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Bumgarner injury just the latest in recent run of misfortune for Giants

Bumgarner injury just the latest in recent run of misfortune for Giants

Eight years ago in this very space, I postulated that Brian Sabean had done a lucrative deal with Satan.Co to win the Giants’ first World Series in 56 years. He never denied it, so I took that as silent affirmation.

Now, it seems Beelzebub has brought the bill, to be paid in full on receipt of same.

The San Francisco Giants, who needed as few things as possible to go wrong to start this season, just got two full-on groin shots in the space of less than a week, the second of which was delivered when Madison Bumgfarner fractured his hand trying to repel a line drive from Kansas City second baseman Whit Merrifield during Friday’s Cactus League game.

The injury did not look serious at first because, well, because Bumgarner pretends to be made of adamantium, but an X-ray revealed the fracture and though no time for recovery was listed, Bumgarner may return to health before the Giants do.

And yes, I know spring training is no time for fans to lose hope for a cheery season, but you take the fact as they present themselves, and the Giants are already 40 percent down from their projected starting rotation. Jeff Samardzija is already on the disabled list with a hinky pectoral muscle, and as the Giants know all too well, things like this tend to come in sixes, if not eights.

The 2010 Giants hit on every midseason trade and parlayed that good fortune and the assets already on board to a storied October run. A year later, Buster Posey got Scott Cousin-ed, and his broken ankle snapped the team’s hope of repeating.

The Giants then won in 2012 and ’14 without too much incident, but starting midway through 2016, continuing into last year when Bumgarner flipped his dirt bike, and now down to today, it’s been nothing but seeds and stems for Giantvania.

The rumor mill has been quick to offer up possible replacements for the Bumgarner vacancy (though not for his expected results), but at a time in the game’s development when the best and most progressive-thinking teams are talking about four-man rotations and Staff on every fifth day, a strategic development that requires strength in numbers, the Giants have neither that strength nor those numbers.

Their best internal choices are veteran Derek Holland, who might already have been penciled in as Samardzija’s replacement, and phenom-in-training Tyler Beede. But that essentially uses up the in-house bank of usable goods, so Sabean can either buy something very off-the-rack or hope he and Bruce Bochy can fake it long enough for Samardzija (three to four weeks) and then Bumgarner (six to eight, according to ESPN's Buster Olney).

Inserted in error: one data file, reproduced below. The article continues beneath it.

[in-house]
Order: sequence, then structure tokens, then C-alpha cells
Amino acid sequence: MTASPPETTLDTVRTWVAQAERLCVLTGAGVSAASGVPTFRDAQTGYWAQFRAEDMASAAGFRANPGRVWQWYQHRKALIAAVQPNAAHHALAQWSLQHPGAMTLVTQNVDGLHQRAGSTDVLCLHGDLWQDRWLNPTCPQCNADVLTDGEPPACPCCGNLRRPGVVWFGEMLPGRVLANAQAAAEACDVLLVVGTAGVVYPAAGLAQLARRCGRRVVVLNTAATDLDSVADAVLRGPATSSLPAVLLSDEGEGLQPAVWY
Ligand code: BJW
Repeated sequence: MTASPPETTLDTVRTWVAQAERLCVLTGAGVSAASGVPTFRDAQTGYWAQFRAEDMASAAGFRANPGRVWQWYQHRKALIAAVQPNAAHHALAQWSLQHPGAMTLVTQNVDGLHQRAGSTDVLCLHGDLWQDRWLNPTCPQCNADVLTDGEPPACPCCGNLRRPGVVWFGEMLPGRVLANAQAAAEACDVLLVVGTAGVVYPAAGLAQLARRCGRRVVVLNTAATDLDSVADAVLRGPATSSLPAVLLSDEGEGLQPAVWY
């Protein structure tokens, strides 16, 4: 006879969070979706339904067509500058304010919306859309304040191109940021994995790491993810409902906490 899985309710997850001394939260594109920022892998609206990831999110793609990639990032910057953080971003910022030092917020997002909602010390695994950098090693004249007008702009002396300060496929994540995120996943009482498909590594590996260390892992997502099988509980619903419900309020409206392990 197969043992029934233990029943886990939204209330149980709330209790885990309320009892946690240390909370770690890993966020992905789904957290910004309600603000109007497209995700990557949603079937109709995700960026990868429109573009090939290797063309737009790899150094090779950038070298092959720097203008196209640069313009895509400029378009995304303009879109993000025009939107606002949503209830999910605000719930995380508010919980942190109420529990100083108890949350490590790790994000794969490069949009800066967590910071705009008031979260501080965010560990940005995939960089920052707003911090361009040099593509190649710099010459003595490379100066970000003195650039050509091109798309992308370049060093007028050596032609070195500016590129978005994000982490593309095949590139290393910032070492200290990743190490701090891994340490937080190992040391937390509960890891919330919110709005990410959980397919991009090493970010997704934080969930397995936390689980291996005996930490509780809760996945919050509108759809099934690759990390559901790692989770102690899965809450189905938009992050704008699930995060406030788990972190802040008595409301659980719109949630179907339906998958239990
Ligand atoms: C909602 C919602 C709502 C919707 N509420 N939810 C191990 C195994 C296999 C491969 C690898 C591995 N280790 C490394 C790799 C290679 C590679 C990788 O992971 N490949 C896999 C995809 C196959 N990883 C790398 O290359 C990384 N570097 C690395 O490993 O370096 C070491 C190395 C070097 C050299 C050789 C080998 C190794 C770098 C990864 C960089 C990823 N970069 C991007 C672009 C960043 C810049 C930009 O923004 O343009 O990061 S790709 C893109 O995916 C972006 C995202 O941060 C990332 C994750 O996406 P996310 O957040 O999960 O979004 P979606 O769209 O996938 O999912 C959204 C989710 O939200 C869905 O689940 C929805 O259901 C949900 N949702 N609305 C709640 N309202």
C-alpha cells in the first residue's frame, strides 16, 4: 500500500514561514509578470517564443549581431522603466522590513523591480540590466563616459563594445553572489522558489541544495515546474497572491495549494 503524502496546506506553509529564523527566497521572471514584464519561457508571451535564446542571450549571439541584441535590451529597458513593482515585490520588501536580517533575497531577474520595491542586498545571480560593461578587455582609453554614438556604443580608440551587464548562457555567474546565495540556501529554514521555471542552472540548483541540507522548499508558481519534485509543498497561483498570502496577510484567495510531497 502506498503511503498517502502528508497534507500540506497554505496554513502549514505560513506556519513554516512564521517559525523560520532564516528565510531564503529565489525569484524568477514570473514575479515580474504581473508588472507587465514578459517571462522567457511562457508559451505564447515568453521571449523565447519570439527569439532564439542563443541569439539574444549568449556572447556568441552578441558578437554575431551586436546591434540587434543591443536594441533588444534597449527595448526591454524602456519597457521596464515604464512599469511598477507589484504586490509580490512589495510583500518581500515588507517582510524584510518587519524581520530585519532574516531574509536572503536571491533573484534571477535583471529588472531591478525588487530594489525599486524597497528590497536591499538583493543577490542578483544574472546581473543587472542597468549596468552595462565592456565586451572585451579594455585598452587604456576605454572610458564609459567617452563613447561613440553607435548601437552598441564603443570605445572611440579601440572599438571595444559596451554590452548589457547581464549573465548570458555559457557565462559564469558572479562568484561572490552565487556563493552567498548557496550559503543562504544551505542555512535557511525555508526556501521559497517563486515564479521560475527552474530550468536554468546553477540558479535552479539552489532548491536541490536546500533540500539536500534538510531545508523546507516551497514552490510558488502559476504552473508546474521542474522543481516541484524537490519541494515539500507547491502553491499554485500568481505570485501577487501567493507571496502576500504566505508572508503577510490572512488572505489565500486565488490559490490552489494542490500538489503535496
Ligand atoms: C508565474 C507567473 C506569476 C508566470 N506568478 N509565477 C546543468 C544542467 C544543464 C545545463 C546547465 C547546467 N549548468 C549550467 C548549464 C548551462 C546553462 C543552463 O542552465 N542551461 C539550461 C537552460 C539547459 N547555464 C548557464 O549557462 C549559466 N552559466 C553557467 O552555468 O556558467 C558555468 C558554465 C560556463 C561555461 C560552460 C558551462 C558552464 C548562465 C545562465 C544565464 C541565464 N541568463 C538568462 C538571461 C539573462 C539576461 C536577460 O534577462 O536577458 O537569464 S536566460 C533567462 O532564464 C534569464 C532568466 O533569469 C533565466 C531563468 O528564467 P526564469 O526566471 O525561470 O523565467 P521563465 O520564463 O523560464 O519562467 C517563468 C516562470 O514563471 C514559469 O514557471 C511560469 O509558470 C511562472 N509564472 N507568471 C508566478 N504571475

This seems awfully daunting, especially for a team that has buzzard’s luck and a rotting bat rack for a season and a half. But with six days before the regular season starts in Los Angeles against Clayton Kershaw and the Dodgers...oh, the hell with it. If you’re a Giant fan, start drinking, and continue until further notice. The evil lord of the netherworld will tell you when it’s time to stop.

Bumgarner fractures bone in pitching hand in final tune-up before season

Bumgarner fractures bone in pitching hand in final tune-up before season

SAN FRANCISCO -- A day after the Giants lost one of the game's most durable pitchers, they took a much bigger blow. 

Madison Bumgarner fractured the fifth metacarpal in his pitching hand when he was hit by a line drive Friday in what was to be his final appearance before facing Clayton Kershaw and the Dodgers on Opening Day. The Giants did not have an immediate timetable for how long their ace will be out, but he is expected to miss a significant portion of the season for a second straight year. The rotation is already without Jeff Samardzija for the first month of the season because of a strained pectoral.

Bumgarner told reporters he will have surgery on Saturday to insert pins into his hand. He expects the pins to be removed in four-to-six weeks, and that he'll be able to pitch before the All-Star break. ESPN's Buster Olney reported that, in all, Bumgarner will be out for six-to-eight weeks.

Bumgarner looked poised for a huge season, and he threw well all camp. He was injured when hit by a liner off the bat of Kansas City's Whit Merrifield. Ironically, Bumgarner and Merrifield grew up close to each other in North Carolina, and Merrifield has told a story about getting beamed by an intimidating 11-year-old Bumgarner in little league.

The Giants had little rotation depth coming into the season, and the group is now in shambles. Derek Holland, a non-roster invitee, may be the No. 2 starter. The Giants will also have to lean heavily on young pitchers Chris Stratton and Ty Blach. Johnny Cueto is the de facto ace, but he's coming off a down year and at times has struggled this spring. 

There are not many appealing options left in free agency and the Giants likely would have to go into the tax to sign one. Tyler Beede and Andrew Suarez are the top in-house options.